Guest Blogger: Robert Van West


As far as holidays go in the U.S, Thanksgiving is right up there with Christmas. Food, family, friends, more food, television specials, more food, passing out: basically, just like Christmas, but without a bearded, obese man handing out presents.

This year was my first Thanksgiving away from home. However, a piece of home came to me in the form of my older brother, Robbie.

He took a few days off from his teaching program in Spain to spend some time with me in London.

Robbie and I celebrating Thanksgiving in London, 2009

Here are some of his thoughts on life and culture in London:

You came to visit me in London over two years ago. What was your perception of London then? Has it changed after this visit?

My first excursion to jolly-old London was marked by a subcultural curiosity fueled perceptions based on music and film.

I expected to encounter cockney gangsters, boisterous soccer hooligans, dirty punk rockers on the dole, ace face mods on scooters and suit clad Jamaican rude boys.

After that first visit, I realized that the subcultural glory of London’s past exists only in London’s past. The upper class international hipster elite have taken over the streets of London and gentrification has taken its toll.

At least there are still good old fashioned Victorian pubs.

My view of London has become more realistic. I’ve realized that the best thing this city has to offer is its Victorian pubs and free museums.

London is as globalized and gentrified as any big city in the west. Almost anything I would want to do in London, I could do in San Francisco, New York or LA.

What are some differences between where you live in Spain and life in London?
London is modern, fast paced, expensive, global and multicultural – whereas rural Spain is rustic, slow paced, inexpensive and culturally homogenous.


Do you think London is one of the top cities in the world, in terms of cultural events going on?

Definitely. London is up there with San Francisco, Los Angeles and New York.

Most everything that can be done in London, as far as cultural events go, can be done in any other big international city.

The “real” London is something that exists under the radar, and is something that most visitors, and even most Londoners, won’t be able to experience

Do you think there’s a greater appreciation for arts/music in London than in other big cities you’ve been to? Why or why not?
This is a tough question. London is a hard working city and it is also a gentrified city.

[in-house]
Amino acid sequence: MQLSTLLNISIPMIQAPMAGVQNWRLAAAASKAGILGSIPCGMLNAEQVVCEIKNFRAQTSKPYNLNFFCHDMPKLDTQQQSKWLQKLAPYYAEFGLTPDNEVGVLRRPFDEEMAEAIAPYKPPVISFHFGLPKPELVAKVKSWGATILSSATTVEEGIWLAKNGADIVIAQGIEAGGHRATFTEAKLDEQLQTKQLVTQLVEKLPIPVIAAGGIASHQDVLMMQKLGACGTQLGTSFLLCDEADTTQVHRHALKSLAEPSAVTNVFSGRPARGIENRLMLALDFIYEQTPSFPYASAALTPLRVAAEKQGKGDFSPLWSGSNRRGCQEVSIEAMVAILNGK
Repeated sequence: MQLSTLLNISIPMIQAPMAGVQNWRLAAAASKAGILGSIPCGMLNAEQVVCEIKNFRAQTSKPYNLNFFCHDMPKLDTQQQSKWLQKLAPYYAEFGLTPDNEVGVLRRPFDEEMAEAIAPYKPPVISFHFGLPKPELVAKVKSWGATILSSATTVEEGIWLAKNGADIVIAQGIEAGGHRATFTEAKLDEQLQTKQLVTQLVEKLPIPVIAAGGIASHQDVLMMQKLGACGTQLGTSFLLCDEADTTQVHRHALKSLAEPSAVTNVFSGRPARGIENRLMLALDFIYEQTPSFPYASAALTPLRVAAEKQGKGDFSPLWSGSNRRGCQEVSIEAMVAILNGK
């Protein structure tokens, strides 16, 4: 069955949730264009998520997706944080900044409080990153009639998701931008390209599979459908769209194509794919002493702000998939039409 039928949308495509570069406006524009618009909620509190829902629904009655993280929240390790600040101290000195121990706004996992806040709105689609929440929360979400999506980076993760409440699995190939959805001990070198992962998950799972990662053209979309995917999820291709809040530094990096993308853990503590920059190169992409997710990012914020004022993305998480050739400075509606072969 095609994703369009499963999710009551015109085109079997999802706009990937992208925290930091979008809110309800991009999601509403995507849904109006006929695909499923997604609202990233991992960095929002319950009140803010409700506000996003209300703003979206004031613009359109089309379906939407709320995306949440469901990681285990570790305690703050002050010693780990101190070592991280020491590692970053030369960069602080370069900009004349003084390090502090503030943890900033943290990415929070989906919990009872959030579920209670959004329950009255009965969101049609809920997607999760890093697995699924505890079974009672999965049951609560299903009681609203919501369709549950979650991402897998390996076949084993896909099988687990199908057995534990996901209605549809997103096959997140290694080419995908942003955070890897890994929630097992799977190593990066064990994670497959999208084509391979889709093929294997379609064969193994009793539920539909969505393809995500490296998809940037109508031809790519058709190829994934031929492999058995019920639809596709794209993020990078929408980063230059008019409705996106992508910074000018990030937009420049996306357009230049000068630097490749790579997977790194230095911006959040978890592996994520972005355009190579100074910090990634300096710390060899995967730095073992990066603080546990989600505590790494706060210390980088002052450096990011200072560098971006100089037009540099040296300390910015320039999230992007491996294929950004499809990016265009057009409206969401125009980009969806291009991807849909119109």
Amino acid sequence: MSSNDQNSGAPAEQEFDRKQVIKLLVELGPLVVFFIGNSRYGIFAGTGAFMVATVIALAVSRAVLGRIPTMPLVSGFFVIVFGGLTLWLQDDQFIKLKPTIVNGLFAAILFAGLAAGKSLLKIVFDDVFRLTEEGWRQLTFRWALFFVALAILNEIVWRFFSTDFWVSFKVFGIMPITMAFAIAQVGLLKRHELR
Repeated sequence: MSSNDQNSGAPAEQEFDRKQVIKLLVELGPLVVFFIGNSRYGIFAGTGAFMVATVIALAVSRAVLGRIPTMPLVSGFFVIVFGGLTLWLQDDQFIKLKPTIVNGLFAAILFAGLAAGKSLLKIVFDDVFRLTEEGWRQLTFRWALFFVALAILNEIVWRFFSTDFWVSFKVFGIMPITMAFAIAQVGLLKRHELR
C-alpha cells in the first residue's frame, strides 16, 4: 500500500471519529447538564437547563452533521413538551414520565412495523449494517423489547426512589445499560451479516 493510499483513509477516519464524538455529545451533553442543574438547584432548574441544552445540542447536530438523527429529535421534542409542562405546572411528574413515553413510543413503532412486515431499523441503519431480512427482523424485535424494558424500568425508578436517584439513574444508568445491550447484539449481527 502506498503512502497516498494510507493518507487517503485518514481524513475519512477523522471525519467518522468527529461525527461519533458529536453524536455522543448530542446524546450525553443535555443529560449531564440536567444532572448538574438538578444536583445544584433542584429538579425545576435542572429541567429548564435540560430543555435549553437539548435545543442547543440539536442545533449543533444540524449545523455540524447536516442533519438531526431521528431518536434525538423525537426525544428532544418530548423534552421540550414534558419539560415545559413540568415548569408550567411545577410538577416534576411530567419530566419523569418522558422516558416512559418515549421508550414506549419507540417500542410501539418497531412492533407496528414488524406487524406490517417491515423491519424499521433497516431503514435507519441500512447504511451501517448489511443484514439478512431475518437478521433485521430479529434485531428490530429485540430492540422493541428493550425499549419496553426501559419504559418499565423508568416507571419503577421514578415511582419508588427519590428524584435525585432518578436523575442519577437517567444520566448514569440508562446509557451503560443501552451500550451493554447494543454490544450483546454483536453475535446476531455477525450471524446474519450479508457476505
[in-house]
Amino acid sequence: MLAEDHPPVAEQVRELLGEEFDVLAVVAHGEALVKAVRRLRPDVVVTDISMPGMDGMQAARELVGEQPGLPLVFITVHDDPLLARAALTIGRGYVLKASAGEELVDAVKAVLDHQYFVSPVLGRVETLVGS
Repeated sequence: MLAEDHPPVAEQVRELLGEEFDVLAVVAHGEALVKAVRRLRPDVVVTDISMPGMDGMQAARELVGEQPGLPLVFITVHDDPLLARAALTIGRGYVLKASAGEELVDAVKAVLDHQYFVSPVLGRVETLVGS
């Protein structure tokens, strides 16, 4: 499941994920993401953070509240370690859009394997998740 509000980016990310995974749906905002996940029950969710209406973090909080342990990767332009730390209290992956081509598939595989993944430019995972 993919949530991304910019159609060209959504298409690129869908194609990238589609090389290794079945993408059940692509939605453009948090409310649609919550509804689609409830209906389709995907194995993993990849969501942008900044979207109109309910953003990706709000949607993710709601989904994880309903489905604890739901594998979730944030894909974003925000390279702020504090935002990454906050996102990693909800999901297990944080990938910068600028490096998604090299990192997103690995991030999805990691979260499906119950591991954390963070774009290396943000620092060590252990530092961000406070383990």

A lot of mainstream Londoners listen to the same crap with the same feigned appreciation as other people from big cities.

London has a glorious musical past, but it hasn’t been able to recreate what it did in the 60s and 70s.If anything, it has used the imagery of those times in order to pull in more tourism.

How does the music scene in London compare to the scene in San Francisco? Barcelona? In Berlin?
London’s music scene, because of its historical role in the music industry, has a lot more hype than a lot of other cities.

England is also a real small country, so a mediocre London band could get a lot bigger than a superior band from Liverpool, just because the media spreads things faster from London.

Any contemporary music I listen to is underground and independent, so to me it doesn’t matter where the band came from so long as they rock my trouser pants off.

What are the similarities and differences between how people our age behave/socialize in the U.S, Spain, and Germany?
Generally (key word), Americans are more superficial when they socialize; Spaniards are louder and more animated; Germans like to talk a lot about intellectual mumbo-jumbo; and the English seem to fall somewhere between the Germans and Americans.

They enjoy having intellectual conversations with a few pints, but they also know how to get completely wrecked and retarded-drunk.

Do you think the attitude towards Americans in Europe has changed at all since the last time you came here?
No. The English I’ve met always judge Americans the same as anyone else. In my experience, the English are often the most receptive to Americans.

What’s your favorite part about London? Least favorite?
Favorite: Victorian pubs serving hand pumped ales. Least favorite: Helllla fucking expensive assed town, dude.

How did you enjoy Thanksgiving, London-style?
It was the dog’s bollocks.

What was the best part of your trip here?
Seeing my lovely little sister happy and flourishing her new habitat. Ed note: awww

Thanks, Robbie!

Robbie, Brownie, and I: circa 1987

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5 thoughts on “Guest Blogger: Robert Van West

  1. Mom says:

    So I take it “London rocking your trousers off, means the trip was cool!” Cockney gangsters, boisterous soccer hooligans, dirty punk rockers on the dole, ace face mods on scooters and suit clad Jamaican rude boys? Sounds like a Ruiz Family reunion : )

  2. Why not put the picture at the beginning. It catches eyeballs.

    You look cute, with your fingers touching the dog’s nose. 🙂

    Meeting with family is always the most wonderful thing, isn’t it?

  3. Nina says:

    I second the “awww”. Like Nana used to say, “Amanda looks like the Gerber baby”. So glad to hear that you and Robbie had a rockin’ Thanksgiving. Nina the Magnificent made a feast fit for royalty – too bad “Liz and Phil” weren’t in town for this one! Looking forward to having you two home for Christmas. Love, Nina

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